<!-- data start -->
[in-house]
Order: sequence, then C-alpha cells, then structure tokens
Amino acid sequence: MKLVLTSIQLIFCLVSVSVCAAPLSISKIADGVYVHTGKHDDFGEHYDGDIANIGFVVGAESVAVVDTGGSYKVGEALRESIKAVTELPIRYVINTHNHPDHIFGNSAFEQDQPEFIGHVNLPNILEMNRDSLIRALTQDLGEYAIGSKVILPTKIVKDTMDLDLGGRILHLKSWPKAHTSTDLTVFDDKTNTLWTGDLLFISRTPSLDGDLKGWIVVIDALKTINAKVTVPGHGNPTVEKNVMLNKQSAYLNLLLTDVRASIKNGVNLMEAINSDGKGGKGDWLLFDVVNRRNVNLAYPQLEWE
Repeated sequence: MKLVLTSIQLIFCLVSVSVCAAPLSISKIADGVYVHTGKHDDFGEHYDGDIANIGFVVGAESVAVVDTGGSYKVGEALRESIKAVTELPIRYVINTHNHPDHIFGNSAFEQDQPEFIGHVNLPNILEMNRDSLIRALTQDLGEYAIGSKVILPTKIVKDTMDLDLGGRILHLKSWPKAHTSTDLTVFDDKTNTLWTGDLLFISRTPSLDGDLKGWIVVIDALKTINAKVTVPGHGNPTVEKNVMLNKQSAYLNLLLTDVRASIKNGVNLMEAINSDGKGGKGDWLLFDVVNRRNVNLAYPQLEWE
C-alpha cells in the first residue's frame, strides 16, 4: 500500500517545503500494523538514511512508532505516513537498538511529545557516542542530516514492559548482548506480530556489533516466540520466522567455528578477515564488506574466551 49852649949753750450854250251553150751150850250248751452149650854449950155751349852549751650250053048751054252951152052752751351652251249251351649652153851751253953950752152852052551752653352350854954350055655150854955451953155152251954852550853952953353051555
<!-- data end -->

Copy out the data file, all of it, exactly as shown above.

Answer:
[in-house]
Order: sequence, then C-alpha cells, then structure tokens
Amino acid sequence: MKLVLTSIQLIFCLVSVSVCAAPLSISKIADGVYVHTGKHDDFGEHYDGDIANIGFVVGAESVAVVDTGGSYKVGEALRESIKAVTELPIRYVINTHNHPDHIFGNSAFEQDQPEFIGHVNLPNILEMNRDSLIRALTQDLGEYAIGSKVILPTKIVKDTMDLDLGGRILHLKSWPKAHTSTDLTVFDDKTNTLWTGDLLFISRTPSLDGDLKGWIVVIDALKTINAKVTVPGHGNPTVEKNVMLNKQSAYLNLLLTDVRASIKNGVNLMEAINSDGKGGKGDWLLFDVVNRRNVNLAYPQLEWE
Repeated sequence: MKLVLTSIQLIFCLVSVSVCAAPLSISKIADGVYVHTGKHDDFGEHYDGDIANIGFVVGAESVAVVDTGGSYKVGEALRESIKAVTELPIRYVINTHNHPDHIFGNSAFEQDQPEFIGHVNLPNILEMNRDSLIRALTQDLGEYAIGSKVILPTKIVKDTMDLDLGGRILHLKSWPKAHTSTDLTVFDDKTNTLWTGDLLFISRTPSLDGDLKGWIVVIDALKTINAKVTVPGHGNPTVEKNVMLNKQSAYLNLLLTDVRASIKNGVNLMEAINSDGKGGKGDWLLFDVVNRRNVNLAYPQLEWE
C-alpha cells in the first residue's frame, strides 16, 4: 500500500517545503500494523538514511512508532505516513537498538511529545557516542542530516514492559548482548506480530556489533516466540520466522567455528578477515564488506574466551 49852649949753750450854250251553150751150850250248751452149650854449950155751349852549751650250053048751054252951152052752751351652251249251351649652153851751253953950752152852052551752653352350854954350055655150854955451953155152251954852550853952953353051555